2040 Jackson Street

Built in 1929 and recently “re-imagined to seamlessly blend its classic architectural presence with the amenities and conveniences of a modern and contemporary lifestyle,” a re-imagining that added over 2,000 square feet of living space to the Pacific Heights home, 2040 Jackson Street hit the market two months ago listed for $15 million having been purchased as a 4,900 square-foot home for $5.2 million in 2008.

This past Friday, the sale of the now 7,100 square foot home closed escrow with a reported contract price of $14 million, which is one million or “under asking” but nearly $2,000 per square foot ($1,972).

And while the neighbors had objected to the expansion, no word on whether or not they’ll object to their new comp.

4 thoughts on “Re-imagined Pac Heights Home Fetches Nearly $2K Per Foot”
    1. I was trying to resist commenting, but sucked in here….

      @soccermom, seems like an arbitrary and unusually mean spirited comment. I’d say the KF has a unique style and approach that does not suit everyone’s taste; but to randomly post up a comment on a random thread seemingly attacking a designer with no affiliation to this project is a bit harsh and I’d go so far as to suggest maybe a little out of bounds. But whatever, free country and all….

      $14M for this place is really surprising and at the same time, I guess not so surprising. Personally, I’m much rather have the Getty Mansion on Vallejo that you could probably pick up for $12.5 if you were a serious buyer. Better location and better views. But well-to-do buyers seem to want “done” homes and are willing to pay a big premium for it. At this pace, we may be in for a run of $15M+ homes as some of these more grand estates / homes start to get flipped with the same level of detail and attention.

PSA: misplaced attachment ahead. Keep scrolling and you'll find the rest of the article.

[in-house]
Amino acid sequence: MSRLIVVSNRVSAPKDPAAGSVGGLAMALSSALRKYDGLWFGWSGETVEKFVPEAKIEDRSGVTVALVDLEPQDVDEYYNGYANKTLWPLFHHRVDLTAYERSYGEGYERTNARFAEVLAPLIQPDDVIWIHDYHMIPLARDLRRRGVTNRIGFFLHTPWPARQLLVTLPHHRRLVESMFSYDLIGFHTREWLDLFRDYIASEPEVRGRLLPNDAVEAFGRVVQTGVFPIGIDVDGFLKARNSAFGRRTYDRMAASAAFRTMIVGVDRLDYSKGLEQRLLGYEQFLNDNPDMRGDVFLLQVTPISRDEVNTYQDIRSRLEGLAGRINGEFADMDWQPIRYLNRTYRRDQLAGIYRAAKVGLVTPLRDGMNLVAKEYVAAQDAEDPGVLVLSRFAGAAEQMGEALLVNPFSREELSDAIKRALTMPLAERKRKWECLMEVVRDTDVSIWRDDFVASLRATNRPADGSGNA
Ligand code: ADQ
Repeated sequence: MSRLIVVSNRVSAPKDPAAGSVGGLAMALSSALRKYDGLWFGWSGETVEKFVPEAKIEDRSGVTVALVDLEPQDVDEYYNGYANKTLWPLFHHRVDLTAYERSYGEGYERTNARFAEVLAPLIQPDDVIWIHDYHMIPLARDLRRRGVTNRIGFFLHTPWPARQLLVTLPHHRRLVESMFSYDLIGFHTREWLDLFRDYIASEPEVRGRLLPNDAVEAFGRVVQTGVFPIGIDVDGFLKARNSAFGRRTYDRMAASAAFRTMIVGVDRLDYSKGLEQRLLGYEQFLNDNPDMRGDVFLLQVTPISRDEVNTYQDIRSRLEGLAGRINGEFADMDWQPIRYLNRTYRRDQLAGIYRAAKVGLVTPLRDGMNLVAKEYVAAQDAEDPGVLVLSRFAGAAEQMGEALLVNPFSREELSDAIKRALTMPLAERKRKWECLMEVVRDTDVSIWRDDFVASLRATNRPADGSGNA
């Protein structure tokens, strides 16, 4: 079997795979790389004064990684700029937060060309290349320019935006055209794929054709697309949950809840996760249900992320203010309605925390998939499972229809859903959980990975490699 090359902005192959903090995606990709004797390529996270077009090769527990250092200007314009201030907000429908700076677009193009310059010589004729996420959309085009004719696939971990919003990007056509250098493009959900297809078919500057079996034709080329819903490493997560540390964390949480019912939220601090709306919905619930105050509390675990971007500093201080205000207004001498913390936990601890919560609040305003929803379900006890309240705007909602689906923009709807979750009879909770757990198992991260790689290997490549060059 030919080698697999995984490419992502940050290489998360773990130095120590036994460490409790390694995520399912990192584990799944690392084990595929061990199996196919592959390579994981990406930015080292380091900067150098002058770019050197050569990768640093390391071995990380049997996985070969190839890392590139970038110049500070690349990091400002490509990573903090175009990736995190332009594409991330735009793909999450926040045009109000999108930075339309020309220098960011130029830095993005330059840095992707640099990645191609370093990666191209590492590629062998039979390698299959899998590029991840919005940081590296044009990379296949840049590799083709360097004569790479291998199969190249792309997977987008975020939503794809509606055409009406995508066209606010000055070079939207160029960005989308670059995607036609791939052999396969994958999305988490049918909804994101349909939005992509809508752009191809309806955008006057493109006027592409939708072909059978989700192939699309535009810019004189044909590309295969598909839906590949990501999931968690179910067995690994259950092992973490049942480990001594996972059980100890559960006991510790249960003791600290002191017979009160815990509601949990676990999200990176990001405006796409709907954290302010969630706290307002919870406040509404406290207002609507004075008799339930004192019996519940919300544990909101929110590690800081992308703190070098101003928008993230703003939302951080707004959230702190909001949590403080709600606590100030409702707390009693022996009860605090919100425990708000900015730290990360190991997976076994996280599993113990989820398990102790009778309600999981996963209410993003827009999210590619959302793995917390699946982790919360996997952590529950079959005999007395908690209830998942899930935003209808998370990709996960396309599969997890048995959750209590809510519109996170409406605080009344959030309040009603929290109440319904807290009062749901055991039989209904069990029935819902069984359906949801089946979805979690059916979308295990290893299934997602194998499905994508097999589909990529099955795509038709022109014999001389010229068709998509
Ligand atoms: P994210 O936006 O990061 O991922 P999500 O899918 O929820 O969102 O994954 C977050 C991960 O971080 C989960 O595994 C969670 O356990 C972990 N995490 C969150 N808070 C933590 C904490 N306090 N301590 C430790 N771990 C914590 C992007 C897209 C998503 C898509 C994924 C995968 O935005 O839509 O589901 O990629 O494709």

1. Hi Eddy – I don’t have anything against Ken Fulk and you are right that all else equal I shouldn’t be name calling as it is bad form. But you have, sort of, reiterated my point in your second paragraph and pointed out exactly the story that brought it to mind.

        Do you know that Ken Fulk decorated the Getty Mansion listing (one that is languishing, apparently)? I completely agree that the Getty House seems like a tier 1 home, and this one that has just sold for more seems like a tier 1.5 (1.2?) home. Why then, will the Getty house sell at a discount? I guess lots of reasons but many seem to have to do with presentation. It’s certainly a ‘done’ home if a name brand designer has been over it. It just hasn’t been ‘done’ the way the market wants it.

        I get the sense that Ken Fulk is connected with the Gentry Magazine crowd, but I am afraid the personalized touches he gives clients wind up being negative value added from a sales perspective. Yet agents continue to name-drop his designs.

        But you’re right. Without any context it sounds a little jerky so shame on me. Tis the season for gratitude. I’ll pipe down.

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